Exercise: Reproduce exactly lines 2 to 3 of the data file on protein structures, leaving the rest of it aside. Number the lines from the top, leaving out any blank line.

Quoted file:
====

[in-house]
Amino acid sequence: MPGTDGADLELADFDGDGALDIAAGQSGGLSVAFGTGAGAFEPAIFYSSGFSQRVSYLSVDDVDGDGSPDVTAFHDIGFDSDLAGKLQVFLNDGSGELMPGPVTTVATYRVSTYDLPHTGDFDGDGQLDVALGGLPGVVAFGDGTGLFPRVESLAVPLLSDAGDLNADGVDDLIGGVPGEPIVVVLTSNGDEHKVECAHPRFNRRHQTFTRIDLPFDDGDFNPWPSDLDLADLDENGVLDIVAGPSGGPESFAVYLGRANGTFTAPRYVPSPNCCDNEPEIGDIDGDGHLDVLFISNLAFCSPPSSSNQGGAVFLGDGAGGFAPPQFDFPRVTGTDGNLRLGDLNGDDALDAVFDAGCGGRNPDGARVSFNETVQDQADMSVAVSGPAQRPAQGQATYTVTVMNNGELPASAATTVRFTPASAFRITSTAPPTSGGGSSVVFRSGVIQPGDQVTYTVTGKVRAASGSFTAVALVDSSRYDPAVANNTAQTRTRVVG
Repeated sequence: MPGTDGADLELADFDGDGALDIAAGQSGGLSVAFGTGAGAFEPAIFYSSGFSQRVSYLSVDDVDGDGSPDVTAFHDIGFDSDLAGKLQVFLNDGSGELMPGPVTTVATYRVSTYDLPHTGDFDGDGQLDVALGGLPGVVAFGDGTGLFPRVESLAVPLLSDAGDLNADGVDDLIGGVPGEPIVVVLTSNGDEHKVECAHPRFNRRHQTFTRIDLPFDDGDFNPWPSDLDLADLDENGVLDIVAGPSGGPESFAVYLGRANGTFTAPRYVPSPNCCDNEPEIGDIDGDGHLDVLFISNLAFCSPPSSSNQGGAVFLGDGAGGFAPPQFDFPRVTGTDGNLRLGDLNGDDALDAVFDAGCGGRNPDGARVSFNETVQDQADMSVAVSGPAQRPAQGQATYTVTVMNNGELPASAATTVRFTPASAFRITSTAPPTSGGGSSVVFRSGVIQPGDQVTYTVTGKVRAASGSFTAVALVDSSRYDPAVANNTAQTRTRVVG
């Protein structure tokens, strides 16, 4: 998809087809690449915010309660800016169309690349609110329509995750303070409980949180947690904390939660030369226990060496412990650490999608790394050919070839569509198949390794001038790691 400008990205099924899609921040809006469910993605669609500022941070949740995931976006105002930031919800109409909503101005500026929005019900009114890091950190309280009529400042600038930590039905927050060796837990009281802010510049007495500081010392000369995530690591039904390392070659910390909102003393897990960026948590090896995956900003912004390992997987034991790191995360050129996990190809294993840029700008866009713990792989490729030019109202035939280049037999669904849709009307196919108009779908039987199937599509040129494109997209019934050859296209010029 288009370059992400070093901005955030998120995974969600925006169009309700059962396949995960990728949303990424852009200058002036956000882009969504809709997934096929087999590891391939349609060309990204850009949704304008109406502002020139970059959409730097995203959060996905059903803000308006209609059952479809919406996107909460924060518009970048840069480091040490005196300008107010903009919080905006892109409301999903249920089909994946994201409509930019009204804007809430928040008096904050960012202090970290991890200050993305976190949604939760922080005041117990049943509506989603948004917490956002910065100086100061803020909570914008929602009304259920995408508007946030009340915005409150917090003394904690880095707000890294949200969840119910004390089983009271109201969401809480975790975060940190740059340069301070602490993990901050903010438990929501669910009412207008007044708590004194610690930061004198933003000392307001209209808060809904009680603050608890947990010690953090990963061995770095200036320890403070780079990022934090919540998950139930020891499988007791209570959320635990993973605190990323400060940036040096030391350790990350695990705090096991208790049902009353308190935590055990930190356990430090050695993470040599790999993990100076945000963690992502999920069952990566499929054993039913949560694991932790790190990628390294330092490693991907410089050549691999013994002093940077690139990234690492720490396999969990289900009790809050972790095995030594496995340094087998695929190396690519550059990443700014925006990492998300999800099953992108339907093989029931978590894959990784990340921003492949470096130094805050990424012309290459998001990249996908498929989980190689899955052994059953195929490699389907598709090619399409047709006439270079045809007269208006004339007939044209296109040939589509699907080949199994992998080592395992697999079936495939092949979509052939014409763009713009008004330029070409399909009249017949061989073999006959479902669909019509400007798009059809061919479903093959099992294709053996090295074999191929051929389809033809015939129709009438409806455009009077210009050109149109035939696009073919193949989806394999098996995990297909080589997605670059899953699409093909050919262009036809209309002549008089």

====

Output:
Amino acid sequence: MPGTDGADLELADFDGDGALDIAAGQSGGLSVAFGTGAGAFEPAIFYSSGFSQRVSYLSVDDVDGDGSPDVTAFHDIGFDSDLAGKLQVFLNDGSGELMPGPVTTVATYRVSTYDLPHTGDFDGDGQLDVALGGLPGVVAFGDGTGLFPRVESLAVPLLSDAGDLNADGVDDLIGGVPGEPIVVVLTSNGDEHKVECAHPRFNRRHQTFTRIDLPFDDGDFNPWPSDLDLADLDENGVLDIVAGPSGGPESFAVYLGRANGTFTAPRYVPSPNCCDNEPEIGDIDGDGHLDVLFISNLAFCSPPSSSNQGGAVFLGDGAGGFAPPQFDFPRVTGTDGNLRLGDLNGDDALDAVFDAGCGGRNPDGARVSFNETVQDQADMSVAVSGPAQRPAQGQATYTVTVMNNGELPASAATTVRFTPASAFRITSTAPPTSGGGSSVVFRSGVIQPGDQVTYTVTGKVRAASGSFTAVALVDSSRYDPAVANNTAQTRTRVVG
Repeated sequence: MPGTDGADLELADFDGDGALDIAAGQSGGLSVAFGTGAGAFEPAIFYSSGFSQRVSYLSVDDVDGDGSPDVTAFHDIGFDSDLAGKLQVFLNDGSGELMPGPVTTVATYRVSTYDLPHTGDFDGDGQLDVALGGLPGVVAFGDGTGLFPRVESLAVPLLSDAGDLNADGVDDLIGGVPGEPIVVVLTSNGDEHKVECAHPRFNRRHQTFTRIDLPFDDGDFNPWPSDLDLADLDENGVLDIVAGPSGGPESFAVYLGRANGTFTAPRYVPSPNCCDNEPEIGDIDGDGHLDVLFISNLAFCSPPSSSNQGGAVFLGDGAGGFAPPQFDFPRVTGTDGNLRLGDLNGDDALDAVFDAGCGGRNPDGARVSFNETVQDQADMSVAVSGPAQRPAQGQATYTVTVMNNGELPASAATTVRFTPASAFRITSTAPPTSGGGSSVVFRSGVIQPGDQVTYTVTGKVRAASGSFTAVALVDSSRYDPAVANNTAQTRTRVVG